The administration presented a draft of the SZO to the former Board of Aldermen in 2015. That version contained the same building classifications that are in the final ordinance but did not include many of the affordable housing and sustainability provisions.
“That draft was not received really well,” Davis said. “To everyone’s credit, we took it as a working draft [and] went back out to the community. There’s been rounds and rounds of community input, expert input and analysis from consultants, the City Council, the former Board of Aldermen and the administration.”
The administration ultimately submitted four more versions of the ordinance before the City Council adopted the final one in December 2019.
“Some of that had to do with the politics changing multiple times during the process,” Bartman said. “We have a two-year election cycle, so if I didn’t get it done in two years, new people would come. But this was a collaborative effort — it’s very different than where we started in 2015.”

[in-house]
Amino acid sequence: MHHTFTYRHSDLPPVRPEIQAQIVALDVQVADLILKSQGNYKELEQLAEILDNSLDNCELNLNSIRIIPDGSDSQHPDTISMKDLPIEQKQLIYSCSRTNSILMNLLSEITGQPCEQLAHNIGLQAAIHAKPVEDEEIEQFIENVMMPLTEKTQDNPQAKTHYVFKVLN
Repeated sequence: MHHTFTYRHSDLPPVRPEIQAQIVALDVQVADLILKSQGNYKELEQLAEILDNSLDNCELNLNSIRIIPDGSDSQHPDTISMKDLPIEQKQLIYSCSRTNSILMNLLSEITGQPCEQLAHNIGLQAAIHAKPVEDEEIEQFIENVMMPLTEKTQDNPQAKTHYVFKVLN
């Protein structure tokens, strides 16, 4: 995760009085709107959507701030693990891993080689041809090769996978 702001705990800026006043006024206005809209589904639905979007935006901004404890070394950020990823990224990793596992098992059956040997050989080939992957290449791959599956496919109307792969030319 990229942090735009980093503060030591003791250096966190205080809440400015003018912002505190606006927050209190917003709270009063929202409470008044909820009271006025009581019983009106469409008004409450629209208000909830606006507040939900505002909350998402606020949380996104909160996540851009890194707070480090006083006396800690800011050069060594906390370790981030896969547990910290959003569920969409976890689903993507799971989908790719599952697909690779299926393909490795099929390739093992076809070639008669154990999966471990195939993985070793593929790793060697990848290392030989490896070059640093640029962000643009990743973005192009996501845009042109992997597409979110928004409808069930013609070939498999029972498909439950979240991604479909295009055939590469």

Aside from the SZO’s new policies, Davis pointed to its simplified language and organization as a significant upgrade from the city’s old zoning code.
“Just from a transparency standpoint … [the old code] was really inaccessible for people,” he said. “You needed expert lawyers [and] people who could help you sort through it just to have even the beginnings of a sense of what you could or couldn’t do, or what your neighbor could and couldn’t do.”
Bartman concurred and emphasized the importance of adopting the SZO for Somerville’s continued growth.
“This really was a collaborative effort between everybody,” Bartman said. “It certainly reflects the interests of the public and the elected leadership, and in my opinion, it’s a huge achievement in the city’s history. This is a platform for further work. It’s like we replaced the operating system of a computer with a new version so that we can keep working. We had a 1990 version of a computer, and now we have a 2020 version.”
Correction: A previous version of this article misattributed a comment made by Dan Bartman. The article stated that Rocco DiRico said that Tufts must comply with Somerville’s LEED requirements, when in fact Bartman said it. The article has been updated to reflect this change. The Daily regrets this error.